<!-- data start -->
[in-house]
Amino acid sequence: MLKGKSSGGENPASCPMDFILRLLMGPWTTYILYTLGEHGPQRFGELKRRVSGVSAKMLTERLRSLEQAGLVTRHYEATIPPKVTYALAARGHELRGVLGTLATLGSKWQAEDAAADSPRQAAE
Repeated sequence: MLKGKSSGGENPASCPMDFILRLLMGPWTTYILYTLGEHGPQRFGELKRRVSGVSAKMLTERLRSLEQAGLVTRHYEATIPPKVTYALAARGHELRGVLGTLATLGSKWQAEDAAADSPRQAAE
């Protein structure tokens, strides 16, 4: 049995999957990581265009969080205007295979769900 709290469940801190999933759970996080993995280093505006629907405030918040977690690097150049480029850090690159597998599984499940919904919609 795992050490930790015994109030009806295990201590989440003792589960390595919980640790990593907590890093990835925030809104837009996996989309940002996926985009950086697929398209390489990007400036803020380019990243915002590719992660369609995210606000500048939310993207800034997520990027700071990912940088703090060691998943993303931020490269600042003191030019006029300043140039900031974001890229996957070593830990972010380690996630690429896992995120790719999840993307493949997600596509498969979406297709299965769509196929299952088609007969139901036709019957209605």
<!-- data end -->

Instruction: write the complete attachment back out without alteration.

[in-house]
Amino acid sequence: MLKGKSSGGENPASCPMDFILRLLMGPWTTYILYTLGEHGPQRFGELKRRVSGVSAKMLTERLRSLEQAGLVTRHYEATIPPKVTYALAARGHELRGVLGTLATLGSKWQAEDAAADSPRQAAE
Repeated sequence: MLKGKSSGGENPASCPMDFILRLLMGPWTTYILYTLGEHGPQRFGELKRRVSGVSAKMLTERLRSLEQAGLVTRHYEATIPPKVTYALAARGHELRGVLGTLATLGSKWQAEDAAADSPRQAAE
């Protein structure tokens, strides 16, 4: 049995999957990581265009969080205007295979769900 709290469940801190999933759970996080993995280093505006629907405030918040977690690097150049480029850090690159597998599984499940919904919609 795992050490930790015994109030009806295990201590989440003792589960390595919980640790990593907590890093990835925030809104837009996996989309940002996926985009950086697929398209390489990007400036803020380019990243915002590719992660369609995210606000500048939310993207800034997520990027700071990912940088703090060691998943993303931020490269600042003191030019006029300043140039900031974001890229996957070593830990972010380690996630690429896992995120790719999840993307493949997600596509498969979406297709299965769509196929299952088609007969139901036709019957209605």